The love of money, if unjustly gained, is impious, and, if justly, shameful; for it is inappropriate to be miserly even with justice on one’s side.

Epicurus ( 341–270 BCE)

History has shown that these principles will survive. Whether the modern-day organizations built up around them will survive is uncertain at best.

If there are to be heroes in this saga, they will be those who see the importance of the teachings as more critical than the maintenance of the hierarchy, and who work to usher in a new model – one that will support the evolution of a higher understanding of the spiritual universe and humanity; and that is free and wide open at the top.

I may not ever be classified as a hero – and that’s OK, but I plan to be (and am working now) on the leading edge of this transformation.

And so it is.

(C) 2019 Practitioner's Path

Finding peace

Outer Banks, NC ~ (C) 2019 Practitioner’s Path

There are few places more awe-inspiring than the beach, early in the morning (or late at night), and when I am fortunate enough to spend time at one, I don’t ever think “Geeee, I need to find a church so I can get closer to God,…“. No place on earth is closer to the Creator than nature in her raw and powerful form, whether at the beach, on a mountain or even in our own neighborhoods.

This morning when I awoke, I considered getting a shower, dressing and then driving across town to attend a local Center for Spiritual Living Sunday Service. I have friends there, and I haven’t attended a service since I was in California, several months ago.

While I pondered the thought, I took in the morning. It was quiet in my house; the open windows allowing me to hear the morning song of the birds, and the chorus of the harbingers of Autumn, the locusts. I heard the tree branches rustle in the breeze and smelled the clean, fresh scent of the new day.

As I rested there in my chair, my mind returned to a time, many years ago, when my children were very small and we attended a traditional church. Every Sunday morning was a rush and often a hassle. I worked evenings at the local hospital and this meant that many Sundays when the church alarm went off, I hadn’t gotten much sleep. At the time, many years before I began to move away from traditional religion and onto a seeker’s path, I wondered how in the heck going to church was supposed to be so good for families when it resulted in a weekly headache for me, and an argument between my husband and me. There had to be a better way to connect with the spiritual side of life.

More than 20 years later I find myself on the other side of that question, realizing that my instincts at the time were prescient. In America today, 9 out of 10 churches are in decline and in my own organization of “spiritual not religious” seekers, times are also tough and for many of the same reasons. This morning I got a little more insight into the “why“, although there’s no shortage of research to answer that question.

I’ve written a number of blogs on the challenges for the traditional Sunday morning service, and the data coming out of places like the Pew Forum indicate that the trends aren’t likely to reverse themselves any time soon.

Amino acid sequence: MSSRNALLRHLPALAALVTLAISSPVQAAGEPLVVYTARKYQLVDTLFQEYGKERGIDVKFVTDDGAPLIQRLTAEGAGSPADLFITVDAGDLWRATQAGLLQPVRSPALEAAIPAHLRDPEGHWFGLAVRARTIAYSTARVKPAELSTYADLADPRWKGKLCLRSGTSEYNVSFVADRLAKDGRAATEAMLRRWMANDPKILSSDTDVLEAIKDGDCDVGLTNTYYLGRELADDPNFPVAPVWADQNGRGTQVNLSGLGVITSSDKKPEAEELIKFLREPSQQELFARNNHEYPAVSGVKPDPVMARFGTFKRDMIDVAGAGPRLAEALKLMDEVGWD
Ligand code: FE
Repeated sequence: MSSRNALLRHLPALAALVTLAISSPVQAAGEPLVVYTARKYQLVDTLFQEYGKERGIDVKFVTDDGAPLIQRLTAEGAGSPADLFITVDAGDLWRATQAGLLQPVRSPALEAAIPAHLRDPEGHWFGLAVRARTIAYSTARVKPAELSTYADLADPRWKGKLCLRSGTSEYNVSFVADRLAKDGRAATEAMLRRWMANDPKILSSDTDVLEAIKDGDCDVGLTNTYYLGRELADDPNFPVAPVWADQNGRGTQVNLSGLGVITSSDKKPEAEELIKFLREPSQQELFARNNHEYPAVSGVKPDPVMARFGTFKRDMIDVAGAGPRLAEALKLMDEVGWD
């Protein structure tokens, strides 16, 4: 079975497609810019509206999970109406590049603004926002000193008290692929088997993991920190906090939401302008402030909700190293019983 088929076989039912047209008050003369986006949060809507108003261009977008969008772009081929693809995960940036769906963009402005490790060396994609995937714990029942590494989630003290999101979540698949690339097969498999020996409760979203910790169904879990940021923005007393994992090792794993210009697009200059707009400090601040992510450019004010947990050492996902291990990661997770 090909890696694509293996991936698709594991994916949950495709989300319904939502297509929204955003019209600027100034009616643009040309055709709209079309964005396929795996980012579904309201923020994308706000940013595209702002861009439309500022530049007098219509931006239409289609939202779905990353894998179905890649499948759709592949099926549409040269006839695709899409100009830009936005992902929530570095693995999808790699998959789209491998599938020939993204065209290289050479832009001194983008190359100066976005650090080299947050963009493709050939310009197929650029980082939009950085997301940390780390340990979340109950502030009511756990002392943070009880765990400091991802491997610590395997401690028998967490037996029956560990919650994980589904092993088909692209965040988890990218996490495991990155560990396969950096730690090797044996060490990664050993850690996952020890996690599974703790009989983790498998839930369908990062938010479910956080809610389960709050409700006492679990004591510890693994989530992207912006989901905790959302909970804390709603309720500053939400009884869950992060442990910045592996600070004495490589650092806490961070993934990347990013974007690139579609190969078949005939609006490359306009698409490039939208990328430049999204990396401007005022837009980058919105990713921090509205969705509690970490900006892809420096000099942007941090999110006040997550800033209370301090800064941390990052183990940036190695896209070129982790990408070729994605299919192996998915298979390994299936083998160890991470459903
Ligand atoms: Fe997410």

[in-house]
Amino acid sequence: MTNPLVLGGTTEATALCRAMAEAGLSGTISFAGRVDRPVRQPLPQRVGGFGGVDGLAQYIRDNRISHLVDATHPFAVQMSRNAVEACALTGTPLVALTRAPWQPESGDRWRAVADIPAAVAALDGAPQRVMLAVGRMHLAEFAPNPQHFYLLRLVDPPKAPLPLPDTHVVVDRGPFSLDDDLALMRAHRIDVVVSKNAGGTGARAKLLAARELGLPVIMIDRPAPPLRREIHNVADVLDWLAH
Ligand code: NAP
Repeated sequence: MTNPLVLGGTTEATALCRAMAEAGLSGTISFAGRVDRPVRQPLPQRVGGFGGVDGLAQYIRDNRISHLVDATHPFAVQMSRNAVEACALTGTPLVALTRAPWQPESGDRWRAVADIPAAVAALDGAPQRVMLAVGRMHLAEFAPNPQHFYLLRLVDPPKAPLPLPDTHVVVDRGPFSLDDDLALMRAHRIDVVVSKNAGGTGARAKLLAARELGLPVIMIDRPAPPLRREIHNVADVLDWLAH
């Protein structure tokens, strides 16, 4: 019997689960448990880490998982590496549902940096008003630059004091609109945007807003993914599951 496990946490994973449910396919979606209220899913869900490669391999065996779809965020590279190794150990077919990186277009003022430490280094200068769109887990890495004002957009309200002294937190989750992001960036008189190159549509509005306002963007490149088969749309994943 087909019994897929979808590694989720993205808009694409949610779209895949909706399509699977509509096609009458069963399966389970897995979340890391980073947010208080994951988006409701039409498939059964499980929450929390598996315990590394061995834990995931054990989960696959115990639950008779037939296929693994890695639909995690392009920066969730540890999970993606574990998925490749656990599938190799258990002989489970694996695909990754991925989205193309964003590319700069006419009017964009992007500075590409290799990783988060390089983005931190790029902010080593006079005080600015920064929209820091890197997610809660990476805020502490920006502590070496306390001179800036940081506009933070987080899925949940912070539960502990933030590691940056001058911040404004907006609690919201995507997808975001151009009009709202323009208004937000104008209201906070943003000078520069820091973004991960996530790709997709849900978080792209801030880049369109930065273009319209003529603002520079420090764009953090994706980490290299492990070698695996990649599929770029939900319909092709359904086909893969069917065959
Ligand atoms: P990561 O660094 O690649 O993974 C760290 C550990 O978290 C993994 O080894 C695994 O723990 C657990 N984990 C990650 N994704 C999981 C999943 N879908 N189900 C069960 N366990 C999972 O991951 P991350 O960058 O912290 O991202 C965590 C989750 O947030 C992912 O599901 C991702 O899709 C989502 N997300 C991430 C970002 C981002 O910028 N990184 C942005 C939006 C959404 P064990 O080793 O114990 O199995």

In the spiritual not religious sector especially, much of the teaching is around how to achieve more peace, balance and harmony in one’s life. Sitting in my home this morning, I realized that rushing into the shower, digging through my closet for something to wear, and then driving across town to sit in a room and have someone quote a 20th century mystic or the latest best-selling guru to tell me that I can indeed achieve the peace I am seeking,… was ridiculous.

In that moment I knew without a doubt that there was no music, no message, no workshop or seminar that could give me more than I had in that peaceful, no pressure moment.

I no longer have children at home, and still dread having to run “one more place” on weekends. I cannot imagine that dread if I was working full-time AND running kids to music lessons, sports practice and managing the laundry, household chores and other tasks of a busy family.

I doubt that this trend is going to change any time soon, but yet churches and centers remain in a holding pattern, doing the same thing they’ve always done and hoping that a new speaker, or a new workshop will be the tipping point.

Many people find peace and solace in a spiritual practice. The challenge for organizations that need people to show up weekly and throw some money in an offering plate is that learning a spiritual practice no longer requires weekly attendance in a church or center. And I don’t think that live-streaming church services is the answer either.

This morning, I no more wanted to turn my computer on and listen to the noise of a live-streamed church service than I wanted to drive across town. My soul was being fed by the peace and solitude of nature in the quiet of my home. In a way, we’ve been TOO successful in teaching people how to find their bliss – and like me, they’re finding it in places that are not the traditional Sunday morning service.

I’m not sure what the answer is for religious organizations, but I’m fairly certain that hanging on to old paradigms and waiting for the rush into the seats on Sunday morning isn’t it.

Our culture is in the midst of great change. We can see it all around us, in empty storefronts, church buildings for sale, in the new ways we access the necessities of life, and more. No one knows what it will look like when it finally settles, but one thing is certain: it’s going to be different than what we’ve known.

In times of upheaval and change, people need spiritual support. Will we, the people and organizations best positioned to provide that support, be able to evolve in time to be relevant and ready?

(C) 2019 Practitioner's Path